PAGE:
An Education Bailout? It Won’t Improve Schools

Greg Forster:

It looks like the trillion-dollar “stimulus” (read: pork) bill is going to include a hefty dose of spending on schools. Of course, we don’t know yet what the proposed bill will contain, and the proposal will undergo a lot of revision when it goes through the congressional sausage grinder. But from the leaks and preliminary reports, respectable observers are estimating that as much as $70 billion or even $100 billion may ultimately end up going to K-12 schools. For comparison, after the radical expansion of federal education spending that came with No Child Left Behind, the feds now spend about $40 billion per year on K-12 education.
Politically, it’s a shrewd move. They don’t really care what they’re building, as long as they’re building something, so as long as they’re building a bunch of roads and bridges and community centers they may as well build some schools, too. The teachers’ unions have successfully spread the myth that schools desperately need more facilities spending, even though facilities spending per student almost doubled from 1990 to 2005 (after inflation). So “New School to Be Built” is always a crowd-pleasing headline.

2 thoughts on “An Education Bailout? It Won’t Improve Schools”

  1. seems to me the problem was caused by overstimulating the economy with easy credit,loans to folks who couldent pay back etc. I feel its time to let the economy sort itsrelf out for awhile so that housing prices etc can deflate for awhile. I feel those of us with income need to share with those who have none of reduced income. The sharing by charitable contibutions and taxes.But,realize that we pressure our politicans to “Do Something”Actually doing less may be more of an answer ie less buying from China,lessbuilding,less,less,less for awhile.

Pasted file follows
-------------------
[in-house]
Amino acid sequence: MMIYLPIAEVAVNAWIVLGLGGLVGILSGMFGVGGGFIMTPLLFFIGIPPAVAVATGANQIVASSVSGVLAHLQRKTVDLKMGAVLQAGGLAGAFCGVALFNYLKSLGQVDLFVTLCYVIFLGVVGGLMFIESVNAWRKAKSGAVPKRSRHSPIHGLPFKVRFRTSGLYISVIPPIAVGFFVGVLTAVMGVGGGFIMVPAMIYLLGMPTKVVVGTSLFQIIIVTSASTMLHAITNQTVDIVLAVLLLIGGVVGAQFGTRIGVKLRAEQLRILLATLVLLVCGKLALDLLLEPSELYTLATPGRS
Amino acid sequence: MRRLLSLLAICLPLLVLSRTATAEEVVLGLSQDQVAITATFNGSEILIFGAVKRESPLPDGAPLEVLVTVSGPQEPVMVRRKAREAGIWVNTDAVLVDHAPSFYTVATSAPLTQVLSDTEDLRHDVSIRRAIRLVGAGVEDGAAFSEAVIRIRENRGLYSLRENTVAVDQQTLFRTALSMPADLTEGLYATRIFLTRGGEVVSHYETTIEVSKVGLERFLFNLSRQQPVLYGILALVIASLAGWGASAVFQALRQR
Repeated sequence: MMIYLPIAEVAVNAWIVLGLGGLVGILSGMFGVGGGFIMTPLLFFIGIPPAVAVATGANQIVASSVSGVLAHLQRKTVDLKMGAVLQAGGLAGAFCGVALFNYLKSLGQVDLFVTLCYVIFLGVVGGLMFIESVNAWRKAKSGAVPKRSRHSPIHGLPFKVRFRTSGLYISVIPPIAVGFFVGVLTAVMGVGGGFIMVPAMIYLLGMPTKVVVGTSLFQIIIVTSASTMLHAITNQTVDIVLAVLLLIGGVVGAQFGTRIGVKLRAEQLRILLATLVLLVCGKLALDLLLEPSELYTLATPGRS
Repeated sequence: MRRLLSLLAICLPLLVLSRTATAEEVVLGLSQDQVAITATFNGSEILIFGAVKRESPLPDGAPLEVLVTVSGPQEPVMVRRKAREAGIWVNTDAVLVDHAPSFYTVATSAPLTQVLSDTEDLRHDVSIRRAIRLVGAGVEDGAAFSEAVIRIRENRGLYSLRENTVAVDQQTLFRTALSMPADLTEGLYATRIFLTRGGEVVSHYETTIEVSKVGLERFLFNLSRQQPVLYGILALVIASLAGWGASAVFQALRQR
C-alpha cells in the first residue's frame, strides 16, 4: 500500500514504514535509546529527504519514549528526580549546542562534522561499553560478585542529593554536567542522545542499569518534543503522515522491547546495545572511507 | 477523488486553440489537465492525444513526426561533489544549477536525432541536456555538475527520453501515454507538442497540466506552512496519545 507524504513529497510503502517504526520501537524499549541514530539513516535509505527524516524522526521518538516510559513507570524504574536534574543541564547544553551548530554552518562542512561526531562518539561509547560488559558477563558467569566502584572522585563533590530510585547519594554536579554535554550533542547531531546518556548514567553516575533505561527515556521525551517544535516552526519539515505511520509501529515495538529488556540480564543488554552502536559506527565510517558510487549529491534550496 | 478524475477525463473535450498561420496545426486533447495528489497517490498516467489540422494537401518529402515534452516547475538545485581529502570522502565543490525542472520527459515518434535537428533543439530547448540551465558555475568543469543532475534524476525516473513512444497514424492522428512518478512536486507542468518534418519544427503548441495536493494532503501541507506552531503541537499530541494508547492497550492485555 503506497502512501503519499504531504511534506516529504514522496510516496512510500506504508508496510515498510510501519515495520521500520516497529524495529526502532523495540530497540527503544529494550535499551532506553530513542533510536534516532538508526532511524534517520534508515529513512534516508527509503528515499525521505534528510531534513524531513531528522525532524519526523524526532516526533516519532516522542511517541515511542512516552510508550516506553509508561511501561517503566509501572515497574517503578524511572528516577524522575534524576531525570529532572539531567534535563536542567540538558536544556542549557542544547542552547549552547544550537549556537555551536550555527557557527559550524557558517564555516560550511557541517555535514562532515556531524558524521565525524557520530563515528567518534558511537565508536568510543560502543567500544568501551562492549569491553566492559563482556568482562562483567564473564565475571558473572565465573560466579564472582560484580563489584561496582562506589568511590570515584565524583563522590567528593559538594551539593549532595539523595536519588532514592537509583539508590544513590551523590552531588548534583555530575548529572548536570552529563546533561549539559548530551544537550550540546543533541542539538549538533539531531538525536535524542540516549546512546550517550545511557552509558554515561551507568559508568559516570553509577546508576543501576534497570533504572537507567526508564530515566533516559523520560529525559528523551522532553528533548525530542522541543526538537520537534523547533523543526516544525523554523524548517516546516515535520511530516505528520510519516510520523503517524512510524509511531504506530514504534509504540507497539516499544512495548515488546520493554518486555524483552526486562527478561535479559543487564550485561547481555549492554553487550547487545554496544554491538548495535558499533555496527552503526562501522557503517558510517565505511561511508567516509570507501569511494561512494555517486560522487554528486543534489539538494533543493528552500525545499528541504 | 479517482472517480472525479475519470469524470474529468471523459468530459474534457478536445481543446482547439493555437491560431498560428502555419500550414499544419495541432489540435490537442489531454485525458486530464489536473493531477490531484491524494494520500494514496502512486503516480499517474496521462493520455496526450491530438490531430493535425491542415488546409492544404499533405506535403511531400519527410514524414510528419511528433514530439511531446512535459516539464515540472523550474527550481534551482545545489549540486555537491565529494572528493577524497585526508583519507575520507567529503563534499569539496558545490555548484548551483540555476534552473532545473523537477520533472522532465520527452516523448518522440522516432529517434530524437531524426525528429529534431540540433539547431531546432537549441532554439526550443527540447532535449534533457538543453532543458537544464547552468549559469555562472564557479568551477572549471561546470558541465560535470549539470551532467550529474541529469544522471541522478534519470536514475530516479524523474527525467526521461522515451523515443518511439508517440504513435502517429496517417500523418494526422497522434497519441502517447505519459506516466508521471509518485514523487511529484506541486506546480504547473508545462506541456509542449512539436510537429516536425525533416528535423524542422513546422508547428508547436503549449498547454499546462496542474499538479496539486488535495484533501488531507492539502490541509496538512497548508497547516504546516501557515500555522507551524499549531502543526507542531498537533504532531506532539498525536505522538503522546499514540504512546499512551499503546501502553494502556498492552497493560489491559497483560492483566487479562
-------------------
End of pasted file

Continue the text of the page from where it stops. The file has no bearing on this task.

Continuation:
2. “Doing less” is great theory — for those with food on the table, house over your head, and steady income.
    Nonetheless, I’m skeptical of the current stimulus package, but perhaps I’m asking too much. A big piece of the package goes to the State governments themselves, which because of massive budget deficits and the requirement to balance their budgets (even fictitiously) — this piece seems wise to avoid significant state layoffs and decrease of state services. I’ll leave for another time, arguments on whether and which state services are effective.
    Substantial funds for school infrastructure building is not a bad idea for existing schools in need of repair and refurbishing. We’ve got those needs in Madison, and, in the scheme of things, we’re pretty well off compared to other school districts.
    My concern with these “shovel-ready” building projects is the availability of skilled workers all at once to handle the tasks, and how the private contractors (and public) will be hiring and training and compensating the skilled workers.
    As an example of public hiring of skilled workers, MMSD has been decreasing maintenance and building-trades staff. If MMSD gets funds from the stimulus package, will MMSD restaff? Not significantly if at all. MMSD will hire private contractors, who they will pay their new workers the minimum the market will bear and likely not have significant health care benefits.
    The stimulus package is in part trying to buy time and give hope to those at or living at the edge (temporary jobs) and in other parts, creating projects (eg, alternative energy), which will employ people and create markets for the long term.
    I agree that decreasing gluttony, the common State religion, is necessary, but health requires that it not be a crash diet.

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